May 02, 2022

Florida Trip: March 27-30, 2022

Went shelling in the St. Petersburg area for 4 days. Following is a list of finds.

A. J. Palonis, Jr, Park
5151 West Gandy Blvd
Tampa, FL

Very disappointing - species diversity is much reduced since first visit in 2015.

Laevicardium mortoni (Conrad, 1831) – small but very nicely marked

Hesperisternia multangulus (Philippi, 1848) – yes, WoRMS says it’s back to “multangulus” – atypical appearance
Melongena corona (Gmelin, 1791) – very spiky
Neoterebra protexta (Conrad, 1846) – found with the L. mortoni
Parvanachis ostreicola (G. B.Sowerby III, 1882) – under rocks, but not associated with oysters
Seila cf S. adamsii (H.C. Lea, 1845) – I know, probably a species complex – found with the P. ostreicola
Vokesinotus perrugatus (Conrad, 1846) – found on a small oyster clump

Fort DeSoto County Park
Mullet Key (S of Tierra Verde) – Gulf Side of North Arm From Fort DeSoto Gulf Pier to ~1 Mile North
Almost all found by simple beachcombing along the swash line (tide not a factor).

Anadara transversa (Say, 1822) – there were so many that I just had to take a few
Anodontia alba Link, 1807 – small, but my first complete pair
Arcinella cornuta Conrad, 1866 – many, many all up and down the beach
Argopecten gibbus (Linnaeus, 1758) – first finds - unfortunately, most encrusted with fouling organisms
Atrina rigida ([Lightfoot], 1786) – lots of very small specimens - many larger ones carried small chitons, probably Chaetopleura apiculata (Say, 1834)
Atrina cf A. seminuda (Lamarck, 1819)
Chama congregata Conrad, 1833 – small with nice purple inside coloration
Chione elevata (Say, 1822) – nicely marked specimens
Chionopsis intapurpurea (Conrad, 1849) – first finds - one with W~37-38mm
Dallocardia muricata (Linnaeus, 1758) – a couple with nice yellow interiors
Donax variabilis Say, 1822 – nice colors and patterns
Dosinia discus (Reeve, 1850)
Macrocallista nimbosa ([Lightfoot], 1786) – couldn’t resist taking a few of the tiny ones
Megapitaria maculata (Linnaeus, 1758) – one nice one with W=61mm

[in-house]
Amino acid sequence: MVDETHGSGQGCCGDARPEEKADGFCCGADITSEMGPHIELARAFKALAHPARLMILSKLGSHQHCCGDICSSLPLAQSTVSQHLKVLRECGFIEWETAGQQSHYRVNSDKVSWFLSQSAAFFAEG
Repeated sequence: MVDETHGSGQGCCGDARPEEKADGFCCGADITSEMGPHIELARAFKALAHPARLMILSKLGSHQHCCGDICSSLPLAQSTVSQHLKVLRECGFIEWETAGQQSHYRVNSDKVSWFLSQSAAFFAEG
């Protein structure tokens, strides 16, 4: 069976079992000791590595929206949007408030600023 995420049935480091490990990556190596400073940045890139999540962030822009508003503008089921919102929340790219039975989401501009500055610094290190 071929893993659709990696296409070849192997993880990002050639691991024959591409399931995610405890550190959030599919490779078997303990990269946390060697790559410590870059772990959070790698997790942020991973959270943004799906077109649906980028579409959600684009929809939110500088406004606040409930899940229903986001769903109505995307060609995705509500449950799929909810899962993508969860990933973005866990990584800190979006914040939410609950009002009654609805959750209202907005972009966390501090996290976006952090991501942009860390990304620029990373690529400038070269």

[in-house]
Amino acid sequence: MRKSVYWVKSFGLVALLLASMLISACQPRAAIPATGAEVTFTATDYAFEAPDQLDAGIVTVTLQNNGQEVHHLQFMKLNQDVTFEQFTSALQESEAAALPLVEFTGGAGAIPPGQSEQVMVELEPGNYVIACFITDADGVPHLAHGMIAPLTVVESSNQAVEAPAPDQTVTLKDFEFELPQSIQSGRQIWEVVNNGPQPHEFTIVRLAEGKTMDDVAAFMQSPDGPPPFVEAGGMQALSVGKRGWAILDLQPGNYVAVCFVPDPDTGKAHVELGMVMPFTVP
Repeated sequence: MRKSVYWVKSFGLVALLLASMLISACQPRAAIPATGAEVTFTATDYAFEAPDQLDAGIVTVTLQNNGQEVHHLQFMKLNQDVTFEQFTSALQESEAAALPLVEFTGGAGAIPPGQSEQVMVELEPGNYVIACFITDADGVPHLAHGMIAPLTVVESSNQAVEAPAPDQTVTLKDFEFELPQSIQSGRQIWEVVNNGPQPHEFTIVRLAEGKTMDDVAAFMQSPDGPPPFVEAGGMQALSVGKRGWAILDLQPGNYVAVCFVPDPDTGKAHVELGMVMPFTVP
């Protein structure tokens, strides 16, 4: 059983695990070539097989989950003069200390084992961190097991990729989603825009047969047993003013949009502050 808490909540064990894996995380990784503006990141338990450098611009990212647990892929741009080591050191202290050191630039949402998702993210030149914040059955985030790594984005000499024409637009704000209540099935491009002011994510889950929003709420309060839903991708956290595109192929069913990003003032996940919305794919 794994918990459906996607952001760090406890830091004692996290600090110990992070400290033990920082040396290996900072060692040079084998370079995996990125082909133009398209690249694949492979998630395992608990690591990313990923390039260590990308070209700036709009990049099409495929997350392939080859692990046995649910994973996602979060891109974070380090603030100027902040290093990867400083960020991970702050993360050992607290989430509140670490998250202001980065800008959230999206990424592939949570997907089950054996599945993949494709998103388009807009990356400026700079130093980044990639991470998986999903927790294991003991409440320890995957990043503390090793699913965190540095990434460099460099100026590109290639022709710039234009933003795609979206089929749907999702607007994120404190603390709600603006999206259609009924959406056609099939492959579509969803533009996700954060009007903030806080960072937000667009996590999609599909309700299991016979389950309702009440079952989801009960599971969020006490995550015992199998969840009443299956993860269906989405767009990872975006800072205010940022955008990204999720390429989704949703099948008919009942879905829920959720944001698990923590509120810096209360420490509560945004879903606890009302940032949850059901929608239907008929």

Mercenaria campechiensis (Gmelin, 1791) – nicely marked juvenile specimen
Modiolus squamosus Beauperthuy, 1967 - first finds
Noetia ponderosa (Say, 1822)
Plicatula gibbosa Lamarck, 1801 – all verified by characteristic single muscle scar
Pteria colymbus (Röding, 1798) – first finds, attached to half-buried sea plume in mid-intertidal zone
Spisula raveneli (Conrad, 1832)
Stewartia floridana (Conrad, 1833)
Tucetona pectinata (Gmelin, 1791) – first finds

Callotrophon ostrearum (Conrad, 1846)
Cancellaria reticulata (Linnaeus, 1767) – first finds
Cinctura hunteria (G. Perry, 1811) – one a nice orangey form, and another with a dark “flamule” pattern
Crepidula maculosa Conrad, 1846
Epitonium angulatum (Say, 1831) – only Epitonium seen over 4 days – among the shells in the higher drift
Hesperisternia multangulus (Philippi, 1848) – atypical appearance
Oliva sayana Ravenel, 1834 – nice patterns, decent size (one ~55x21mm)
Phyllonotus pomum (Gmelin, 1791) – many, many up and down the beach
Sinum perspectivum (Say, 1831) – took a couple of “baby” Baby’s Ears
Triplofusus giganteus (Kiener, 1840) – all juvenile with that orange or reddish-brown color
Vokesinotus perrugatus (Conrad, 1846) – one nice cream color with thin brown bands

Posted on May 02, 2022 05:55 PM by jerseysheller jerseysheller | 0 comments | Leave a comment